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ARCHIVED FORECAST - All forecasts expire after 24 hours from the posting date/time.
Issued
Wed, January 23rd, 2013 - 7:00AM
Expires
Thu, January 24th, 2013 - 7:00AM
Forecaster
Kevin Wright
Avalanche risk The Bottom Line

Unseasonably warm temperatures, with small amounts of rain and snow, are elevating the danger slightly with a wet concern in lower elevations.   MODERATE avalanche danger can be found above treeline for deep slab problems combined with wind slabs at the ridges.   Below treeline is also MODERATE for wet avalanche concerns associated with the above freezing temperatures.  

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Wed, January 23rd, 2013
Alpine
Above 2,500'
Moderate (2)
Avalanche risk
Treeline
1,000'-2,500'
Moderate (2)
Avalanche risk
Below Treeline
Below 1,000'
Moderate (2)
Avalanche risk
Alpine
Above 2,500'
Avalanche risk
Moderate (2)
Treeline
1,000'-2,500'
Avalanche risk
Moderate (2)
Below Treeline
Below 1,000'
Avalanche risk
Moderate (2)
Danger Scale:
No Rating (0)
Low (1)
Moderate (2)
Considerable (3)
High (4)
Extreme (5)
Avalanche Problem 1
  • Wet Loose
    Wet Loose
Wet Loose
Wet Loose avalanches are the release of wet unconsolidated snow or slush. These avalanches typically occur within layers of wet snow near the surface of the snowpack, but they may quickly gouge into lower snowpack layers. Like Loose Dry Avalanches, they start at a point and entrain snow as they move downhill, forming a fan-shaped avalanche. Other names for loose-wet avalanches include point-release avalanches or sluffs. Loose Wet avalanches can trigger slab avalanches that break into deeper snow layers.
More info at Avalanche.org

Temperatures have dropped a little since Monday, but remain above freezing to around 2000 feet.  Some minor surface stability issues have been noted with the warming temperatures, but nothing has caused great concern.  Riding conditions changed quickly with the warmup.  If it was soft carvy powder, it probably isn’t anymore until you get above the zone that thawed at the surface…

Wind Slab-

Higher up, above 2000-2500 feet, the effects of the warmup will be less noticeable.  In this zone the recent precipitation came as snow and wind has been blowing.  Watch for wind loading and associated wind slabs.  Continued light snowfall today combined with moderate wind will contribute to this problem. 

Avalanche Problem 2
  • Deep Persistent Slabs
    Deep Persistent Slabs
Deep Persistent Slabs
Deep Persistent Slab avalanches are the release of a thick cohesive layer of hard snow (a slab), when the bond breaks between the slab and an underlying persistent weak layer deep in the snowpack. The most common persistent weak layers involved in deep, persistent slabs are depth hoar or facets surrounding a deeply buried crust. Deep Persistent Slabs are typically hard to trigger, are very destructive and dangerous due to the large mass of snow involved, and can persist for months once developed. They are often triggered from areas where the snow is shallow and weak, and are particularly difficult to forecast for and manage.
More info at Avalanche.org

Our old friend that won’t go away is mostly out of sight, but not yet out of mind.  As time goes on and the snowpack gets deeper this problem will likely remain dormant unless one or two conditions are met.  A person could still cause a deep slab avalanche if he or she finds the unlucky trigger point.  This will be an area where the snow depth is thinner, possibly with exposed rocks nearby.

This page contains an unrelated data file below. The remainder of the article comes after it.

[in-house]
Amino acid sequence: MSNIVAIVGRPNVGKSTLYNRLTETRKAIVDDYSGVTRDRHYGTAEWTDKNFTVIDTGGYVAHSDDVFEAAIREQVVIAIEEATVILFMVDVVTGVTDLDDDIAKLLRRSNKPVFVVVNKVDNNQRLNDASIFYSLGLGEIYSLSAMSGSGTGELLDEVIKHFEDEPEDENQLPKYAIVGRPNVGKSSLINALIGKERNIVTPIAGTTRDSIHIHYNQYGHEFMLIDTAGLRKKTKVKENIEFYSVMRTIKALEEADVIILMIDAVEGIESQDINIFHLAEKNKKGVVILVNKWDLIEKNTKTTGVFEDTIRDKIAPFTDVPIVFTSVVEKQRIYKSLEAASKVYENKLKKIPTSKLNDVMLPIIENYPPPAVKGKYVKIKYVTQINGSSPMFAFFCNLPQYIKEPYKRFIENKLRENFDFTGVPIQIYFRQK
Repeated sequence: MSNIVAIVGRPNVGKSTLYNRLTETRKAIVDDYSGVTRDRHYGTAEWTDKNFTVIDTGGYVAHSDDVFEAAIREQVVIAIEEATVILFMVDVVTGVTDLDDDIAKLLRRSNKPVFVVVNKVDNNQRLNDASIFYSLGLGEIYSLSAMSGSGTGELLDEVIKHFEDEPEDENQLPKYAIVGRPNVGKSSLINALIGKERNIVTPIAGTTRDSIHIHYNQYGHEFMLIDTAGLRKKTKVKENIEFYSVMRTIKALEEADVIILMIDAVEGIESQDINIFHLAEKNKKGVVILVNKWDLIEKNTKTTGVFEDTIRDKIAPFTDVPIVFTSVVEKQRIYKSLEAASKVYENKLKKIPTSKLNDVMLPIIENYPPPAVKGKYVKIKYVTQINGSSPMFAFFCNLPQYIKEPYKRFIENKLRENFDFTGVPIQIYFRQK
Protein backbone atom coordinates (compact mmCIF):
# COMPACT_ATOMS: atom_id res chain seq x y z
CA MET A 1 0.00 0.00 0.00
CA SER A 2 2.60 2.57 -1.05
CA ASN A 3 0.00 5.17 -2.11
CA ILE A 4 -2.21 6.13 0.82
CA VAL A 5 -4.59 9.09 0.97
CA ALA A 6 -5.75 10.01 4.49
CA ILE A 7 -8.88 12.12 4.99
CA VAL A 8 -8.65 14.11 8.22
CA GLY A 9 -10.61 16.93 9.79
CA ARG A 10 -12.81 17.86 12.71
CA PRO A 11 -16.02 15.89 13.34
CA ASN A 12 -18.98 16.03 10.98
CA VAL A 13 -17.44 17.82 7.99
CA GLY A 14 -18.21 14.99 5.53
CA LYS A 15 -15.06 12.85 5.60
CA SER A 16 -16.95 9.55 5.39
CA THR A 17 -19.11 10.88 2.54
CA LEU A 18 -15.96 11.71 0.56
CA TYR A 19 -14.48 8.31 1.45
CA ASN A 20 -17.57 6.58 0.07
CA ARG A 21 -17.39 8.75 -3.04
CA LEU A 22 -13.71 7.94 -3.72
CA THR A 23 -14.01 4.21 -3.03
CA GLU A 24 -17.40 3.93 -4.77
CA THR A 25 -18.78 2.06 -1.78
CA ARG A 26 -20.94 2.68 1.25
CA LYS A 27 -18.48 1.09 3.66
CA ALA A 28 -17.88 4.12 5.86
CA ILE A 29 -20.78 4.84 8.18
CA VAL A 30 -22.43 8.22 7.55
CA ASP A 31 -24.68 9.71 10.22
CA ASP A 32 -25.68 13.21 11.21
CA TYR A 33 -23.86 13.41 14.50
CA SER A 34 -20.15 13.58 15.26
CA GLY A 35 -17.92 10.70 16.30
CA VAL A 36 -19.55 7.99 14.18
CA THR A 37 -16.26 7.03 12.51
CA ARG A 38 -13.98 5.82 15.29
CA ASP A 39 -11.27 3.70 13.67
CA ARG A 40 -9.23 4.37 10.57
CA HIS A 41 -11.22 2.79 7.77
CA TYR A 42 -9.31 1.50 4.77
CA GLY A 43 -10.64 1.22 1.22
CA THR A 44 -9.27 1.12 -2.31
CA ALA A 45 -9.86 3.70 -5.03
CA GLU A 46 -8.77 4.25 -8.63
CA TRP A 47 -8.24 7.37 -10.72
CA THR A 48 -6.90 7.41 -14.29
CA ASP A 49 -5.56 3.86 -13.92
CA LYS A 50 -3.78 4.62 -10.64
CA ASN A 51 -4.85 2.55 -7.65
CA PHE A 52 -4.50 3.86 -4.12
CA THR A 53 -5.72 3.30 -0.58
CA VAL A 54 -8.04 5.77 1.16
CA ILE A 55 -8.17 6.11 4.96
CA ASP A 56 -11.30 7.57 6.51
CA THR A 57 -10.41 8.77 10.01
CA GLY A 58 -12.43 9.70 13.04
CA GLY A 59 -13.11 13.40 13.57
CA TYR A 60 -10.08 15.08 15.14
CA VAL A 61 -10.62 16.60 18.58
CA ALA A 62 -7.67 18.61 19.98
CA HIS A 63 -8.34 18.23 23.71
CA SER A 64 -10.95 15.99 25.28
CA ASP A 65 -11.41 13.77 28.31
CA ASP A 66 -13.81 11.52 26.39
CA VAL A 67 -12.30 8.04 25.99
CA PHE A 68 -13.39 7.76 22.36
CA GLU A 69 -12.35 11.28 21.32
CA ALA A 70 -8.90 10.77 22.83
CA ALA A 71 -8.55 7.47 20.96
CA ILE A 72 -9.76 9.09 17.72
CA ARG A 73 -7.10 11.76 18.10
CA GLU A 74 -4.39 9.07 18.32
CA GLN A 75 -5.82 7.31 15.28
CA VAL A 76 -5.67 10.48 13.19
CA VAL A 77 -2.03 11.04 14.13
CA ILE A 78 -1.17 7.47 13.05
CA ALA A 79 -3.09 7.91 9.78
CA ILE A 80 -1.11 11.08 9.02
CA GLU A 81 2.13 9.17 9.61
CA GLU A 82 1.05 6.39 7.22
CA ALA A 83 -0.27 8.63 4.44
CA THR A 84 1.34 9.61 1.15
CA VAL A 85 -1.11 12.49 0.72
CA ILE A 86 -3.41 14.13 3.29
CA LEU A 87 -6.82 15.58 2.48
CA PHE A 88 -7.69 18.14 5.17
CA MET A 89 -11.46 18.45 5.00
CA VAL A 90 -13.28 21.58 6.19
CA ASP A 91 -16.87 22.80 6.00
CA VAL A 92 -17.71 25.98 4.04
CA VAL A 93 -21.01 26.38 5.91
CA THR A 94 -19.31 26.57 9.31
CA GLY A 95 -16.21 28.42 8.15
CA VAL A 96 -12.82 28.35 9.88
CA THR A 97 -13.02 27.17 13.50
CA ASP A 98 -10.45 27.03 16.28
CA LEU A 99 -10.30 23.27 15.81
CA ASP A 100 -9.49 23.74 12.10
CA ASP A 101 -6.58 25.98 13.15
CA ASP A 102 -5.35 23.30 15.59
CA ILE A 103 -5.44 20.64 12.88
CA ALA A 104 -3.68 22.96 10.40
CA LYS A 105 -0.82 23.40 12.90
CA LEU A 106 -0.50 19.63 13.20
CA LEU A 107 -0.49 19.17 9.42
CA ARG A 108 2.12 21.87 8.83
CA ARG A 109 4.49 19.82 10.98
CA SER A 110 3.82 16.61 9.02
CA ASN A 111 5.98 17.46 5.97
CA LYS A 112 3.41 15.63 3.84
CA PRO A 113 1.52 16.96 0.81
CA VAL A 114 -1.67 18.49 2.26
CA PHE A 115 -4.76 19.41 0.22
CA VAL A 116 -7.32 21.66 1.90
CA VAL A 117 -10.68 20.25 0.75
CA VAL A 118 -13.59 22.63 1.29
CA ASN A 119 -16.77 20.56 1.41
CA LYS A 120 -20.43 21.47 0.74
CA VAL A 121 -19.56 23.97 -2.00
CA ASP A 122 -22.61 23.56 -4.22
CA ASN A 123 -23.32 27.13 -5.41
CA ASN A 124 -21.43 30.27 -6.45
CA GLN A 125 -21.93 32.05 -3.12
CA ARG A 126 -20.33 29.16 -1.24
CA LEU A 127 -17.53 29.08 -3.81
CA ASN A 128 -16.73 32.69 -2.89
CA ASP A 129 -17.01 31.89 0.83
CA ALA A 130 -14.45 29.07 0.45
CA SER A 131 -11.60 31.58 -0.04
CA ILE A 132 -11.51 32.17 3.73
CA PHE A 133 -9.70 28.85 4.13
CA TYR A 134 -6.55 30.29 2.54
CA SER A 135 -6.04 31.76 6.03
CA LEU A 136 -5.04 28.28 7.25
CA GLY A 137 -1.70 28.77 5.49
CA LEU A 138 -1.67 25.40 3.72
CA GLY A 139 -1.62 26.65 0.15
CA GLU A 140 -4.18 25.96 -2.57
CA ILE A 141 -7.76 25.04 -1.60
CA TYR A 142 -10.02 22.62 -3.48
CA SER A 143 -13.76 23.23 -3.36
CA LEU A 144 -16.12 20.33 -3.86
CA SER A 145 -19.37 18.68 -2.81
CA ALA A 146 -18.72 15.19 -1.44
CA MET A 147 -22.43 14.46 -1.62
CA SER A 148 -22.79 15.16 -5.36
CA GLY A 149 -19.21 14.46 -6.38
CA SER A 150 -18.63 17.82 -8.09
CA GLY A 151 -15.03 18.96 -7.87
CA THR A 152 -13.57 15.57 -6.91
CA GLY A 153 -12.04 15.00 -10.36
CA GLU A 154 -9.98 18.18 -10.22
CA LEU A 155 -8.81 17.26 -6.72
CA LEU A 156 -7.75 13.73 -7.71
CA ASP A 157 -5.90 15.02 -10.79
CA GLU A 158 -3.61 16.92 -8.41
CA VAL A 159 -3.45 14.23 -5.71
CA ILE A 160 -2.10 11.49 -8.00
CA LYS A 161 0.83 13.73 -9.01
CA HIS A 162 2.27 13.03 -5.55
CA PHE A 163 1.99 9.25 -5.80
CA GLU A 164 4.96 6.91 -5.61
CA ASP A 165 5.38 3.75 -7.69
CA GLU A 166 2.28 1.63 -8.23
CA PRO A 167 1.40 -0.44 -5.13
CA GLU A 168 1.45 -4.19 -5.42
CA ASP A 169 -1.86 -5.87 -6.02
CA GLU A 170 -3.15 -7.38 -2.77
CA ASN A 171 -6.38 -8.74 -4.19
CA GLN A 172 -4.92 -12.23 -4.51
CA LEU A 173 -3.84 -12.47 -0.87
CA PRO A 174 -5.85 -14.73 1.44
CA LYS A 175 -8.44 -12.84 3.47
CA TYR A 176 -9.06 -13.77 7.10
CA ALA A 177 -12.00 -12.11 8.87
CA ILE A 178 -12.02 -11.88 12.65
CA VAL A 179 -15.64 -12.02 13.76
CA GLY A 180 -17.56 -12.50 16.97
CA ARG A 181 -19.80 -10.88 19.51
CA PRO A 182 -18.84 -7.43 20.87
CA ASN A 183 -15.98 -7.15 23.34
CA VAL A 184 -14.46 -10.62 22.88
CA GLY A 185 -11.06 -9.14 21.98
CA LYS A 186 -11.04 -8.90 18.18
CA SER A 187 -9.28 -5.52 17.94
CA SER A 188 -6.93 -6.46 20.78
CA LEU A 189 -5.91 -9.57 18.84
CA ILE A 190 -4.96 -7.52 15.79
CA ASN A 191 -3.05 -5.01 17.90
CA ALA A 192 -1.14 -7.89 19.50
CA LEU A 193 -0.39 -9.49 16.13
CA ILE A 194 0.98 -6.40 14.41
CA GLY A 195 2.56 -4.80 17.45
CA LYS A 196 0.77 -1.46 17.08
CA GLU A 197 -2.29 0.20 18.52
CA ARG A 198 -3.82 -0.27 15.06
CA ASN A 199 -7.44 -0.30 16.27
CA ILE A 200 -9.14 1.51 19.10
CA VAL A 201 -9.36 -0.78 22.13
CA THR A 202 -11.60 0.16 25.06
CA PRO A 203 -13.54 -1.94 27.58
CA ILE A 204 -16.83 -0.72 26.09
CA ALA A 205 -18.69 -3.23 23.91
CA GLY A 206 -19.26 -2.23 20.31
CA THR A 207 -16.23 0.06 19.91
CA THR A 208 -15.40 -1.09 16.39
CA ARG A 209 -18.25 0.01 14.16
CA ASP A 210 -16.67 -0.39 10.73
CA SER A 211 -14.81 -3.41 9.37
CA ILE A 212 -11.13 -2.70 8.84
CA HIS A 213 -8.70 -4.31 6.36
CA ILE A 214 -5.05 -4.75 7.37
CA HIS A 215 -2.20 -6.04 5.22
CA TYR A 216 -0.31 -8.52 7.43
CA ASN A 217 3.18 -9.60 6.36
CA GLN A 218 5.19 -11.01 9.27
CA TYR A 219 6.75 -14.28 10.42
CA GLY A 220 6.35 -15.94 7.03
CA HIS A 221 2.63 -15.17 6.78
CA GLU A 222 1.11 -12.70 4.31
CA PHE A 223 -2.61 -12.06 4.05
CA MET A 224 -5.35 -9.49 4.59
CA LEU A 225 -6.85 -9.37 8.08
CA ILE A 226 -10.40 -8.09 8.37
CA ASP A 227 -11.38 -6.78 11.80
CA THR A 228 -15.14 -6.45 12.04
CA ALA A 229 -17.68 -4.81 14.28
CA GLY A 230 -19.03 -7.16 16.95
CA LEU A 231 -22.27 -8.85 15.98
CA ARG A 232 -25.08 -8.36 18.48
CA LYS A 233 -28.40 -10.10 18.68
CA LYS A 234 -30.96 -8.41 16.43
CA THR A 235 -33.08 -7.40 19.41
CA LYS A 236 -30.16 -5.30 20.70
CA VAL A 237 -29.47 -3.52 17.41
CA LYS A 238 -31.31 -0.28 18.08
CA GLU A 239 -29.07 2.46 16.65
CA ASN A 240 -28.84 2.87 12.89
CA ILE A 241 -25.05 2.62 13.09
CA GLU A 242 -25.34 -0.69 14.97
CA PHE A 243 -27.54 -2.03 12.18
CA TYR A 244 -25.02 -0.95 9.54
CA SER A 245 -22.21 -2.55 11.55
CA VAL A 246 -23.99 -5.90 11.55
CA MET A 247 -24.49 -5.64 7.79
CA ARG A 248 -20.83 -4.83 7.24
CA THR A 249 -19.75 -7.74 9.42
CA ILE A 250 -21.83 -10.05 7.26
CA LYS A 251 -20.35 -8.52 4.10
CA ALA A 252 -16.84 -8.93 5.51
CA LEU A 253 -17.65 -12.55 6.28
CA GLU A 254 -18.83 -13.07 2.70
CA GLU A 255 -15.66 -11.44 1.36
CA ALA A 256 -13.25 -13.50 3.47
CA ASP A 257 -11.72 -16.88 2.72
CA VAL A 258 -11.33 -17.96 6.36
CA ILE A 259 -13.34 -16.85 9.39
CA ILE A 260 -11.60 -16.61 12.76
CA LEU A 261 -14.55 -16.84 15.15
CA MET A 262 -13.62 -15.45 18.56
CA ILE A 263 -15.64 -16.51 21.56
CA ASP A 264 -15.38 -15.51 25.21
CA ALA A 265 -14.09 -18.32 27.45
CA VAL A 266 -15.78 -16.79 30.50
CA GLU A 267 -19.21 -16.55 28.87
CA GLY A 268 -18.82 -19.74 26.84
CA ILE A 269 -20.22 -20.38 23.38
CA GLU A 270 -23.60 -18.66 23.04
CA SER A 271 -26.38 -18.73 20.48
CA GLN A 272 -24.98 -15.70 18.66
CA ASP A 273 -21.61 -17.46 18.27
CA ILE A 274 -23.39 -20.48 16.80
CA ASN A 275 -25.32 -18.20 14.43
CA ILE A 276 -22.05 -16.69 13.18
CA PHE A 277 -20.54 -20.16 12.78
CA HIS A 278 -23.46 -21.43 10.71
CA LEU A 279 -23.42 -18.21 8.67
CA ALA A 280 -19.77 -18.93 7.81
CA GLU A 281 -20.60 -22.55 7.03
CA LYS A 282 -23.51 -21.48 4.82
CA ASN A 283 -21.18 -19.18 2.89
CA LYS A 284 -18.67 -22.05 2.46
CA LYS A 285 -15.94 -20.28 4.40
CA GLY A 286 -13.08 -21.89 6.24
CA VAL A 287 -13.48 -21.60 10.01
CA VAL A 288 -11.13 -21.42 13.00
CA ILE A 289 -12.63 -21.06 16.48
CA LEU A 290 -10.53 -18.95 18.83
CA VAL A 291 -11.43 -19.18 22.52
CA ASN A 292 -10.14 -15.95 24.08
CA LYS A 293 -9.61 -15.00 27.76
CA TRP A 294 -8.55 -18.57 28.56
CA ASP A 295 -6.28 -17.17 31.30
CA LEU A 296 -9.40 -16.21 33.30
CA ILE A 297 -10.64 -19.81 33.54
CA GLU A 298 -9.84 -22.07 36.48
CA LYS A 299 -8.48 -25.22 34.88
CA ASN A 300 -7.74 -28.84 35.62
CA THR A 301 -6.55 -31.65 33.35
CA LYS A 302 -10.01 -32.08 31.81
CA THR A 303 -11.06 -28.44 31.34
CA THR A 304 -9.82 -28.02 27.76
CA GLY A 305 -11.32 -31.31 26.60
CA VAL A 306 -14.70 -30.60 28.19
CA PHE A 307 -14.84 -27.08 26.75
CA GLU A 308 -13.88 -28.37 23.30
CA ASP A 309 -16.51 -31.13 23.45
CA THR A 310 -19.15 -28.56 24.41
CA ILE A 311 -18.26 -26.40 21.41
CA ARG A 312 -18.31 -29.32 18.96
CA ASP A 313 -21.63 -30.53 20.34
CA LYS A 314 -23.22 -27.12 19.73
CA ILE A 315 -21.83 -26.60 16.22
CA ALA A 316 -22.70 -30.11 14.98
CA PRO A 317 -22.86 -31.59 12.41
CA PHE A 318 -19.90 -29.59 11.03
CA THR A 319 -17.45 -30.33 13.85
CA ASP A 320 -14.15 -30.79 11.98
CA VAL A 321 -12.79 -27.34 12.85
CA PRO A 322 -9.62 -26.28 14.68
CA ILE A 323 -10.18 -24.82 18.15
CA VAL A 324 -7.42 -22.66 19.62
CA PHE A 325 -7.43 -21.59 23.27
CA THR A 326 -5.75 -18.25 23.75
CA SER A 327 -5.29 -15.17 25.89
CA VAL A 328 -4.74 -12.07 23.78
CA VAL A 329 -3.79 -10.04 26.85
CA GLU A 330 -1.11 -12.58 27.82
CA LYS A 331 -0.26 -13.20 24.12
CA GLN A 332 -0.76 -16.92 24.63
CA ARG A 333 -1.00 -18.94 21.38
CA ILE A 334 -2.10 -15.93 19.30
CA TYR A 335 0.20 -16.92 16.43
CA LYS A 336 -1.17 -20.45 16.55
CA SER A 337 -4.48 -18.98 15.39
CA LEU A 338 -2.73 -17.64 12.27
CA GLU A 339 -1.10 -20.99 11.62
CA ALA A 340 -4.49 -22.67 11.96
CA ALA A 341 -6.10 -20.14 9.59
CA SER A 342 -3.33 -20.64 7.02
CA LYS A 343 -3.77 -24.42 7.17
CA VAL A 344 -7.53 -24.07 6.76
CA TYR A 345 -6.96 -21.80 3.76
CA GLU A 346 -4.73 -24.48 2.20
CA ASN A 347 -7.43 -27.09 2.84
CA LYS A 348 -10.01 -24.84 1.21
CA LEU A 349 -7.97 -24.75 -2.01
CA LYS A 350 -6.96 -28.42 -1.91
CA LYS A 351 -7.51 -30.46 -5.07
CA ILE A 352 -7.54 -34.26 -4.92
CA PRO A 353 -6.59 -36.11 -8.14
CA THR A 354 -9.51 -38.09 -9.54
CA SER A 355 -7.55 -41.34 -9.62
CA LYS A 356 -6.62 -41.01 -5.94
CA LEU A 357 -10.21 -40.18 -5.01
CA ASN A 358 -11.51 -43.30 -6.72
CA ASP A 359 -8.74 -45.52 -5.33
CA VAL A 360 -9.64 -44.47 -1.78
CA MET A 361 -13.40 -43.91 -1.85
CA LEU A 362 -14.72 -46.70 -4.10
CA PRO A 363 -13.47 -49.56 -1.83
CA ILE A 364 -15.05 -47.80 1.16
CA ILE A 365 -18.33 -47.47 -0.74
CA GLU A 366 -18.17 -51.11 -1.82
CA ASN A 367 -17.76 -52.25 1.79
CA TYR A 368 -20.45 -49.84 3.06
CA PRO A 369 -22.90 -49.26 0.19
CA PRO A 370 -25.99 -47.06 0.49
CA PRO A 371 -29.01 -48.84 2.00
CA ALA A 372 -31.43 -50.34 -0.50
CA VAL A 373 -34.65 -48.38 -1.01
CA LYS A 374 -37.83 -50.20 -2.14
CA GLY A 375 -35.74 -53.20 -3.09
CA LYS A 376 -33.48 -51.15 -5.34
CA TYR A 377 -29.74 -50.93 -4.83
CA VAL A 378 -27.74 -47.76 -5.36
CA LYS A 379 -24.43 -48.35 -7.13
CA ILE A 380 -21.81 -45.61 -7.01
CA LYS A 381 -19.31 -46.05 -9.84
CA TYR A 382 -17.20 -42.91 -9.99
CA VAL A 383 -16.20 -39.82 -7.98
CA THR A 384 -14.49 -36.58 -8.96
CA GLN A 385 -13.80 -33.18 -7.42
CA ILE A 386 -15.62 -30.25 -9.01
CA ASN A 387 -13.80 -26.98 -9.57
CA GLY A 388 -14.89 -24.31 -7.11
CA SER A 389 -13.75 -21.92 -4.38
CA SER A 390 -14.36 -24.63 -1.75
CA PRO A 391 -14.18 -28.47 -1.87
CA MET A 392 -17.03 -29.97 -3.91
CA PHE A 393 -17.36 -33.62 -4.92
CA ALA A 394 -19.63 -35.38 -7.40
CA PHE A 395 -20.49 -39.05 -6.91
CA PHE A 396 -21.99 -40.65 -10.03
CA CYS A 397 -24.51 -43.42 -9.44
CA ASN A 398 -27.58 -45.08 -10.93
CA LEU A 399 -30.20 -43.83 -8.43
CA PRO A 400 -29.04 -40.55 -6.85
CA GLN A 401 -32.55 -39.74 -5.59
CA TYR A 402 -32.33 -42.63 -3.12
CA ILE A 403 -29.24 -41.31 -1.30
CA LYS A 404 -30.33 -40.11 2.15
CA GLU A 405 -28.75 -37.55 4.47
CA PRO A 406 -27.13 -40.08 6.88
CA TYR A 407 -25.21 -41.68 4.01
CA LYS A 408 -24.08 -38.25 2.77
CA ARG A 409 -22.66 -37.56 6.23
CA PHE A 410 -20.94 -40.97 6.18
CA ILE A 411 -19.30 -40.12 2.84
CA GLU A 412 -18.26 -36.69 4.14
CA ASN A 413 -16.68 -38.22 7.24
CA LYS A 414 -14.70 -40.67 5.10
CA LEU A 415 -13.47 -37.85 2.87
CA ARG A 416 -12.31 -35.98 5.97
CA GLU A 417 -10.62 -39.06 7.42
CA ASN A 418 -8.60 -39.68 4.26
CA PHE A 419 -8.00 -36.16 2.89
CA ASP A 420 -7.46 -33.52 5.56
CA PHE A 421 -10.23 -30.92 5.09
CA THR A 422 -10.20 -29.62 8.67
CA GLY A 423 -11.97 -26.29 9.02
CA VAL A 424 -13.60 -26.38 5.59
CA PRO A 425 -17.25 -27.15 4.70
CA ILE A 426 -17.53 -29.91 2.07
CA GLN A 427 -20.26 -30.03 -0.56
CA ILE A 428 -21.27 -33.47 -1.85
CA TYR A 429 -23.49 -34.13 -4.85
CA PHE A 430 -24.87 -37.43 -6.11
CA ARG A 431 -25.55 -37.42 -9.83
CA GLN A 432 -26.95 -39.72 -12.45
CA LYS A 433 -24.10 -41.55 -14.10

The other factor that will bring us concern would be a large precipitation event.  Our current weak storm system is probably not enough to bring the deep slab problem back to life.  We will talk about it in stronger terms again during a more powerful storm event.

Weather
Wed, January 23rd, 2013

Above the freezing line we’ve been getting a few inches of snow each day for the past few days.   Below freezing line the snowpack is losing depth.

We can expect more of the same weather today with a rain/snow level near 1000 feet and continued light snow.   1-3 inches of snow is possible today with another 2-5 inches tonight.   Wind up high will be up to 35mph from the east to southeast.   The overall trend through the rest of the week looks colder with continued light snow.  

Observations
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Riding Areas
Updated Wed, June 01st, 2022

Status of riding areas across the Chugach NF is managed by the Glacier and Seward Ranger Districts, not avalanche center staff. Riding area information is posted as a public service to our users and updated based on snow depth and snow density to prevent resource damage at trailhead locations. Riding area questions contact: mailroom_r10_chugach@fs.fed.us

Area Status Weather & Riding Conditions
Glacier District
Johnson Pass
Closed
Closed as of May 1 per Forest Plan.
Placer River
Closed
Closed as of April 25th due to insufficient snow coverage.
Skookum Drainage
Closed
Closed as of April 1st per Forest Plan.
Turnagain Pass
Closed
Closed as of June 1st.
Twentymile
Closed
Closed as of April 6th due to insufficient snow coverage.
Seward District
Carter Lake
Closed
Closed as of May 1 per Forest Plan.
Lost Lake Trail
Closed
Closed as of May 1 per Forest Plan.
Primrose Trail
Closed
Closed as of May 1 per Forest Plan.
Resurrection Pass Trail
Closed
Closed as of May 1 per Forest Plan.
Snug Harbor
Closed
Closed as of May 1 per Forest Plan.
South Fork Snow River Corridor
Closed
Closed as of May 1 per Forest Plan.
Summit Lake
Closed
Closed as of May 1 per Forest Plan.

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This is a general backcountry avalanche advisory issued for Turnagain Arm with Turnagain Pass as the core advisory area. This advisory does not apply to highways, railroads or operating ski areas.